According to an April 29 Wall Street Journal article by Nidhi Subbaraman, “In California and Wisconsin, Open AI’s ‘GPT’ generative artificial intelligence is reading patient messages and drafting responses from their doctors. The operation is part of a pilot program in which three health systems test if the AI will cut the time that medical staff spend replying to patients’ online inquiries” (

Computing power has long been predicted to influence the future of medicine. A March 30 article in NEJM spoke to this history and cited a paper by William B. Schwartz from 1970: “He predicted by the year 2000, computers would have an entirely new role in medicine, acting as a powerful extension of the physician’s intellect” (N Engl J Med 2023;388:1201-8). It has taken much longer, but the increasing role of AI can be seen throughout medicine in a wide range of tasks, including image recognition and decision support. A review article by Hashimoto et al. published in Anesthesiology in February 2020 summarized current literature and cited uses in managing depth of sedation, adverse event/complication prediction, and management of OR logistics (Anesthesiology 2020;132:379-94). It is doubtful that AI will replace anesthesiologists, but rather potentially support and strengthen their roles.

Several simultaneous trends are pointing to the future of remote care. These include the use of telemedicine and remote monitoring coupled with the acceleration of ambulatory surgery and at-home recovery. Telemedicine grew in use during the pandemic and is now becoming more common in medical care. For anesthesiology, its potential in preop assessment and follow-up care appears clear. For a baby boomer looking at both my routine medical care and potential surgery, the possibility of recovery at home is viewed as more comfortable and cost-effective.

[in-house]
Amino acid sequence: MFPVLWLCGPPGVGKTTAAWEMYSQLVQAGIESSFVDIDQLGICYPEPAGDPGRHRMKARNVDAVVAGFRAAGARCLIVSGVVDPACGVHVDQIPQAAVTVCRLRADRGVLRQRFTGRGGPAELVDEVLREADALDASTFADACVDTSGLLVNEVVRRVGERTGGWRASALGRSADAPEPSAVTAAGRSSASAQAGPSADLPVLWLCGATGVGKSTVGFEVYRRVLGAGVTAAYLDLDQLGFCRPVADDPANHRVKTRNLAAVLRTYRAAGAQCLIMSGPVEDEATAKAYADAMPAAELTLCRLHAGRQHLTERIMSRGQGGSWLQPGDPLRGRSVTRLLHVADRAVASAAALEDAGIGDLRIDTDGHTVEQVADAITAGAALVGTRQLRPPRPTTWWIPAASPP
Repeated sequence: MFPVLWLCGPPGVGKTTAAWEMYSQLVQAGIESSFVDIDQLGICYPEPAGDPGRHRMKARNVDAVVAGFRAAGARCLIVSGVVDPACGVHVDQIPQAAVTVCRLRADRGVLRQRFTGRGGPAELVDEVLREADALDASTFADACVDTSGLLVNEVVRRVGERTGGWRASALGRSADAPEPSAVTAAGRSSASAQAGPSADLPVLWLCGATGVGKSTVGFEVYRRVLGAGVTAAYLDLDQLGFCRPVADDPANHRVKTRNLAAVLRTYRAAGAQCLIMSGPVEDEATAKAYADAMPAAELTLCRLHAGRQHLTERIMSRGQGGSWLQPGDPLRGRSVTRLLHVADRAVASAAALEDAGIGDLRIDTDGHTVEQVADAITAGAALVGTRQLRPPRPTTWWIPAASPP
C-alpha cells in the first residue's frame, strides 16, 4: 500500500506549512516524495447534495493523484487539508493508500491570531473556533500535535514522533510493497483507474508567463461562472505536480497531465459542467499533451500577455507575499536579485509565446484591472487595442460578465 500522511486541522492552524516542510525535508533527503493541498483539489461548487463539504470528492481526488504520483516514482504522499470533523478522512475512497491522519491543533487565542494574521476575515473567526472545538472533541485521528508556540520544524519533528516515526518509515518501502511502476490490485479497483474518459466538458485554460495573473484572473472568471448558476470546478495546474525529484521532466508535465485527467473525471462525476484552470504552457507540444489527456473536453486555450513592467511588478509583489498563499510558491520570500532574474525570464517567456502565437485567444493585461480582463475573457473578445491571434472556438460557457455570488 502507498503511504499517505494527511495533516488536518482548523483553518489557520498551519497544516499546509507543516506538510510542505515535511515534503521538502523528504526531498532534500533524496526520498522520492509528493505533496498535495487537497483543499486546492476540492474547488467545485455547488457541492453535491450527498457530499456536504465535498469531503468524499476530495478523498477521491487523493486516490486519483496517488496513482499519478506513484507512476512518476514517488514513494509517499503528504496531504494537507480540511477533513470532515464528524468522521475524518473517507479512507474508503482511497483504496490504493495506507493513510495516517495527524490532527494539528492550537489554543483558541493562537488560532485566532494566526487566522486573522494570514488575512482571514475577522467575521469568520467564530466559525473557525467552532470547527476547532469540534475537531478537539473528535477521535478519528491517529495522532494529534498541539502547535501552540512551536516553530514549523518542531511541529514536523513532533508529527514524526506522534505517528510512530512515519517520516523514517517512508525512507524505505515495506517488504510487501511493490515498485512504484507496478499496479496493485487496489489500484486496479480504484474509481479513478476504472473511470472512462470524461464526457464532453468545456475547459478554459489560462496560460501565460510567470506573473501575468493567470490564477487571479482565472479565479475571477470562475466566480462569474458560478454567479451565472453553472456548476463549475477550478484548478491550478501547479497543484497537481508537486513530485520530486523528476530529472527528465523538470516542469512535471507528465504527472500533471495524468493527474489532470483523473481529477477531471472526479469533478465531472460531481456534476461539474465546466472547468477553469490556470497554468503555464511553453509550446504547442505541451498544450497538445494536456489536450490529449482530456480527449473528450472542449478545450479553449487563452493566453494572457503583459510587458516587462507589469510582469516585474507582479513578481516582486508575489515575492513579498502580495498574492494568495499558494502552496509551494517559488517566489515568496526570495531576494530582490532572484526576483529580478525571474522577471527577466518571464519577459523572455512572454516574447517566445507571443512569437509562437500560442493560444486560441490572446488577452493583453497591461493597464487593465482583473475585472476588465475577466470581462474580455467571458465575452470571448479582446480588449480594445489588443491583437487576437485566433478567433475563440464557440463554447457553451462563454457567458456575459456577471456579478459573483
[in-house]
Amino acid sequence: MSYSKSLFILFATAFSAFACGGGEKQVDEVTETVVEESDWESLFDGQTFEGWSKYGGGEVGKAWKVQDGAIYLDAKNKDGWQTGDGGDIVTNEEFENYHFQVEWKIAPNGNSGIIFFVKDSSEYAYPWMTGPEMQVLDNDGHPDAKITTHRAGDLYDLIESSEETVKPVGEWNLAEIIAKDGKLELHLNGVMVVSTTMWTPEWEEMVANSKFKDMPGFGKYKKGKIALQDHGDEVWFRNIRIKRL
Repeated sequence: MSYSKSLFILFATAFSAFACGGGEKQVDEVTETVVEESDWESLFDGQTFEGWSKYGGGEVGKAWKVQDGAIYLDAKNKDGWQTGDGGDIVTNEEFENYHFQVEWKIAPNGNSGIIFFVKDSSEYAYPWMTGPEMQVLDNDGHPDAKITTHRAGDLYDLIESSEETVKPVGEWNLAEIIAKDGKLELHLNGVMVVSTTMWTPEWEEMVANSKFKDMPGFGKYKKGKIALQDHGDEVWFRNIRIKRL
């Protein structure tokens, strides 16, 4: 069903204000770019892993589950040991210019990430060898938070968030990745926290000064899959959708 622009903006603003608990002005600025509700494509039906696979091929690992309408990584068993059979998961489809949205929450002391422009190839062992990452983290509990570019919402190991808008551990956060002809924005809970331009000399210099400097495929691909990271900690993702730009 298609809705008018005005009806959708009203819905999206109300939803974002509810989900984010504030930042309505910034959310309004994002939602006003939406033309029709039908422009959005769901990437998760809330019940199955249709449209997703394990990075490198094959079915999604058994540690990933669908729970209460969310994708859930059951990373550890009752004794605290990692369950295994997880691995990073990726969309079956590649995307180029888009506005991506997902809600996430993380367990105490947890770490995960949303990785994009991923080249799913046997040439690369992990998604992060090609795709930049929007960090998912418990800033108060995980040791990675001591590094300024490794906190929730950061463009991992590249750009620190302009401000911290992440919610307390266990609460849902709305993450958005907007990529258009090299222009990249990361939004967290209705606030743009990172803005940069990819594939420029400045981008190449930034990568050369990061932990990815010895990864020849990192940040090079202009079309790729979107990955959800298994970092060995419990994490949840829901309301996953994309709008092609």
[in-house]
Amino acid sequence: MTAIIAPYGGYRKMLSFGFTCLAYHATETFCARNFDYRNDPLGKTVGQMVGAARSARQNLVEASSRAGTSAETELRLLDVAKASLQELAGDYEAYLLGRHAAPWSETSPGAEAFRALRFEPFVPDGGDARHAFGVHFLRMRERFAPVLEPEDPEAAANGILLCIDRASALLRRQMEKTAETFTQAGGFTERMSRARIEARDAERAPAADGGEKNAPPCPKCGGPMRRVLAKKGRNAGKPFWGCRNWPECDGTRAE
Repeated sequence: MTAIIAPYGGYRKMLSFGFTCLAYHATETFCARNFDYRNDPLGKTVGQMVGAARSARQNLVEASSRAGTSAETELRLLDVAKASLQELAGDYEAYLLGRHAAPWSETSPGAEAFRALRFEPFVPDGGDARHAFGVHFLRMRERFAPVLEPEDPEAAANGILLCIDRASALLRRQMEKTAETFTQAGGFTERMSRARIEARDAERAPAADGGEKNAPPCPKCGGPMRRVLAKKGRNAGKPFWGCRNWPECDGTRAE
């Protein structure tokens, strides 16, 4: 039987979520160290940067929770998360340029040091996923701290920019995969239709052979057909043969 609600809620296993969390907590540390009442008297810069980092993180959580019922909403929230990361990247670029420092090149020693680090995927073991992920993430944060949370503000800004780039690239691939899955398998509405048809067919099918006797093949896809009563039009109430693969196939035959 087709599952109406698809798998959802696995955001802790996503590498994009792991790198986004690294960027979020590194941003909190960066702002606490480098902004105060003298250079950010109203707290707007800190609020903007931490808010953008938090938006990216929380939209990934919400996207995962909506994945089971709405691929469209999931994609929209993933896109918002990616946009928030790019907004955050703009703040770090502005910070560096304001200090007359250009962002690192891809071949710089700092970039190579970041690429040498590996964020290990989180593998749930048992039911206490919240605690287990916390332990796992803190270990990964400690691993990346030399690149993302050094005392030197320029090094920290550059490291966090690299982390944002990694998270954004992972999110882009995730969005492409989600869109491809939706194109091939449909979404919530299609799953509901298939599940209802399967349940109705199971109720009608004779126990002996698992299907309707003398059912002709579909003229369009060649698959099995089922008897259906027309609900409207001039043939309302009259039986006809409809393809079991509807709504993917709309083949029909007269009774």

These trends and more are a great challenge, but also a great opportunity for the specialty. I hold abundant optimism for anesthesiology. Having worked in health systems and in other medical specialties, I see anesthesiologists as uniquely qualified to lead in these turbulent times. Indeed, leadership is already evident in the range of skills (quality and safety, systems thinking, diplomacy) that anesthesiologists bring to their work every day, the numbers of members who have assumed leadership positions, and the number of issues that, collectively, this specialty has been called upon to lead.